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article imageOp-Ed: Two lessons from the Philippines disaster

By Alexander Baron     Dec 14, 2013 in Politics
If the world is going through a severe period of austerity, how can we afford to aid the Philippines? There is a simple answer.
With the death toll now over 6,000 and likely to rise still further, and with devastation on an unimaginable scale, Typhoon Haiyan may have shown us yet again that Mother Nature is the Mistress of us all, but it has also shown us that when the chips are down, like really down, people will rally round to help those in need.
The Israeli Defence Force is known less for its humanitarian work than for doing unmentionable things to Palestinians, but look what it did here.
Meanwhile, in the other corner we have the Iranian Red Crescent which sent 40 tonnes of aid to begin with. For a country on the other side of the world, the UK turned in an impressive effort, and the "Imperialist" Yankees have also done their share. This is the first lesson.
Granted there is a lot more still to be done, now about that austerity.
This is the second lesson, austerity is a state of mind, at least as far as governments are concerned. They may plead poverty, but there are always three exceptions to this rule. In this order they are war: however strapped for cash a government may be, it can always find money for war. The First World War was fought and won by a bankrupt nation.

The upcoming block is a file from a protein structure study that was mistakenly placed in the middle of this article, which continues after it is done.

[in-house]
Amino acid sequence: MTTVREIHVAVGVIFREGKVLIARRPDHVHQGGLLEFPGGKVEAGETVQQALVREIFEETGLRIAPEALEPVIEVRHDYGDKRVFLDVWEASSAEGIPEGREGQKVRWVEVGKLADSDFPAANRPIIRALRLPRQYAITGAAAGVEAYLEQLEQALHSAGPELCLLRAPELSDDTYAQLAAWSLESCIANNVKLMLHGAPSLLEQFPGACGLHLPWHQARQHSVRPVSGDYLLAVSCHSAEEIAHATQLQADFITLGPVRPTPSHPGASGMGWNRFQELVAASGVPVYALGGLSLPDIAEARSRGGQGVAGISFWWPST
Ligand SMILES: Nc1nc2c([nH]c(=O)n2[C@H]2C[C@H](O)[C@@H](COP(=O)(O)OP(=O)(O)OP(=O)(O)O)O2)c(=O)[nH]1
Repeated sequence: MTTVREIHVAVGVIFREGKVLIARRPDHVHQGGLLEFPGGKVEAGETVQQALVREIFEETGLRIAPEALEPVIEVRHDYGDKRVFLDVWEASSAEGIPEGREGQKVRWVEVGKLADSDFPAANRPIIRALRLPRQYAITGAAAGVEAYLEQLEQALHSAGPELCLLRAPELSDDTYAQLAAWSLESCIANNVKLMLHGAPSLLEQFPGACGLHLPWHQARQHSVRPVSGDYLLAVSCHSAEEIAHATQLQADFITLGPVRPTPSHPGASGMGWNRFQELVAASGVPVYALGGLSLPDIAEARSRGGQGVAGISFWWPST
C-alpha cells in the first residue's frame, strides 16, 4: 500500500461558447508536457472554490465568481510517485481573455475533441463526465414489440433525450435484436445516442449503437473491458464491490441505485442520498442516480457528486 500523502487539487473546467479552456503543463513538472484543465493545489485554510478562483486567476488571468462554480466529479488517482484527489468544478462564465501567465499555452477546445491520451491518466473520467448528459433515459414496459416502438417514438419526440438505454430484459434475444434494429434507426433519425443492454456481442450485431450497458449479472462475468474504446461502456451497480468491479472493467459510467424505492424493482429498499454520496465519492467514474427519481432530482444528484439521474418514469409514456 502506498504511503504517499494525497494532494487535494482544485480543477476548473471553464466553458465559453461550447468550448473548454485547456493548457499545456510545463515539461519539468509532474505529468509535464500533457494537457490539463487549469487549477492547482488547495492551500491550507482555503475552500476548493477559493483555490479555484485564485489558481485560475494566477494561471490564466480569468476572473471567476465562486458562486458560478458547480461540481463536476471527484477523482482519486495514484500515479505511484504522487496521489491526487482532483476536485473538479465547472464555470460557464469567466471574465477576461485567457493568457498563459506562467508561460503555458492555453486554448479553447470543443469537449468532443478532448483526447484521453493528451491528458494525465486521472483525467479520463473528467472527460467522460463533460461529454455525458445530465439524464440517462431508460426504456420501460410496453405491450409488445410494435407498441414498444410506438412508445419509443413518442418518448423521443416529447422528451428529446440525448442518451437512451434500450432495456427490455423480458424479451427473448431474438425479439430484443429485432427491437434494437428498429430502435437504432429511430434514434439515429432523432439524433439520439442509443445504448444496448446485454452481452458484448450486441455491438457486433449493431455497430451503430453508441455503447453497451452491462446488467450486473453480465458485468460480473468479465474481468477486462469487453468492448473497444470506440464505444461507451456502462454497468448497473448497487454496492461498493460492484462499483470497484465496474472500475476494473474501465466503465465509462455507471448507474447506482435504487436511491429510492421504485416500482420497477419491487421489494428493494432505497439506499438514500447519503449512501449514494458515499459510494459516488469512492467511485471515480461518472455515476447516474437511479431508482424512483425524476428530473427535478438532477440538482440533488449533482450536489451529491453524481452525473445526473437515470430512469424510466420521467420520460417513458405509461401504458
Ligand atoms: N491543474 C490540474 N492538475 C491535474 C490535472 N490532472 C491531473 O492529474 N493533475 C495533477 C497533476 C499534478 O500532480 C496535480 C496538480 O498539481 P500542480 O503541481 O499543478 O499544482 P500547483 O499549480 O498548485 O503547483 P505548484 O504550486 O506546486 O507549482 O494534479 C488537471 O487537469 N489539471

The second exception is law and order; however strapped for cash any government may be, there will always be enough money to put an accused on trial and in the event of conviction to lock him up, even when there are thousands of offenders, as in the riots of August 2011.
The third exception is disaster with a capital D.
If the coming together of not only the world but bitter enemies to tackle a problem of this magnitude restores your faith in human nature, then the behaviour of our rulers kind of restores your faith in governments too. There is no kowtowing to the banksters, no saying we can't do this or that, they simply marshall the resources and go ahead and do it. They also tell the banks to write off certain debts, and the banks obey. We saw this with the Haitian earthquake, and we have seen it before, the politicians tell the banks to cancel the debt, and the banks do so, probably fearing public outrage if they don't.
This begs the question, why is there rising homelessness in the UK, why is there poverty amidst plenty, including in the US, and why is Greece currently debating cuts to its healthcare system?
If you are in agreement with point one above, you know the answer to that question already.
This opinion article was written by an independent writer. The opinions and views expressed herein are those of the author and are not necessarily intended to reflect those of
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